Dr. Gilberto Barbosa and Lawyer Andréia Candida Vitor
In the 1960s, legendary, iconic human rights activist Malcolm X once made this statement that still appears to hold true today. “What would you call an educated Negro with a BA, an MA, a BS or a Ph. D? You call him a nigger. That’s what the white man calls him.”
This famous quote is what came to the minds of a lot of black folks when Harvard University professor, Dr. Henry Louis Gates, was arrested for “breaking into” his own home back in July of 2009. The images of a 58-year old Gates, a man who walks with a cane, handcuffed on his front porch, seemed to validate the words of the slain activist more than 40 years after his death. Regardless of whether the incident was a misunderstanding or a reaction in the heat of the moment, the question to be asked is if this incident would have happened to a white college professor with similar credentials of Professor Gates.
In Brazil, two incidents that occurred approximately one month apart probably have a black doctor and a black lawyer asking the same question. For those of you who haven’t read the various articles dealing with racism on this blog, there is a three-pronged popular conception within the Brazilian population that posits: 1) racism doesn’t exist in Brazil, or, 2) discrimination is based on class rather than race, or 3) once non-whites attain money and social status, racism ceases to exist or 4) racism is far worse in the United States.
Although the facts of these incidents will not speak to number 4 (which is still up for debate), numbers 1 through 3 will be clearly identified in these two cases. As you read these two separate incidents, remember these details: 1) racism is a discriminatory reaction based upon perceived notions about a certain race or ethnic group, 2) the professional status of the two black people involved and 3) the reaction of aggressors when faced the status of these black people.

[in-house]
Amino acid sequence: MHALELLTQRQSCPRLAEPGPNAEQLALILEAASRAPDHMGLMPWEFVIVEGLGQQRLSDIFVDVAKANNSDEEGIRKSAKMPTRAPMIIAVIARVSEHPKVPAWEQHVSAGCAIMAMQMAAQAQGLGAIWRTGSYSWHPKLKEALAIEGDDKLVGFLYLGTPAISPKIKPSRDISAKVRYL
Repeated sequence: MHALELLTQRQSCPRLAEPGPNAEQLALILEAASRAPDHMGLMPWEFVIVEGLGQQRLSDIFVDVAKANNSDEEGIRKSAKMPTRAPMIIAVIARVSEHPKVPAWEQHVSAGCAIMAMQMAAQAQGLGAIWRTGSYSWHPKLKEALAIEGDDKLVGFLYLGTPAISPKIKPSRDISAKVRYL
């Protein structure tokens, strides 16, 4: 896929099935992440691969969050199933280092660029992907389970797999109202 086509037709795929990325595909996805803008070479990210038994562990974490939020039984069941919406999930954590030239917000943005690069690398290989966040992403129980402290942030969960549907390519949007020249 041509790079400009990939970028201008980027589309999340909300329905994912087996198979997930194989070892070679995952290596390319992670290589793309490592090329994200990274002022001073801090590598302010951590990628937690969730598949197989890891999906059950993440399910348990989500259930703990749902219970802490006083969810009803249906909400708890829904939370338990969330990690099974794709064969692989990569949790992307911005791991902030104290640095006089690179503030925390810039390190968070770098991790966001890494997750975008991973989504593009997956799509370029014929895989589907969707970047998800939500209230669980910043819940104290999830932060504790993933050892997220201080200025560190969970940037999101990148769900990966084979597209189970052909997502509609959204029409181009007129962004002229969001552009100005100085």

Woman is arrested for racial slur against black doctor
October 24, 2012
A 45 year old teacher Creuzenilda Lima da Silva was arrested on Tuesday (October 23), suspected of a racial slur against a black SAMU (Serviço de Atendimento Móvel de Urgência or Mobile Service Emergency Care) doctor in Juazeiro, (located in the northeastern state of) Bahia. According to police chief Flávio Martins, head of the 1st Precinct, the service was requested to provide medical care to the woman’s ex-partner.
According to Martins, the doctor reported that during the treatment, the teacher called him a “negrinho metido a besta (cocky, stupid little negro)”. The police chief said the verbal assault occurred after the doctor requested that the woman step back because she was disrupting the team’s work. The two argued and the assault occurred. The doctor filed a complaint with the military police, who arrested the suspect in the act.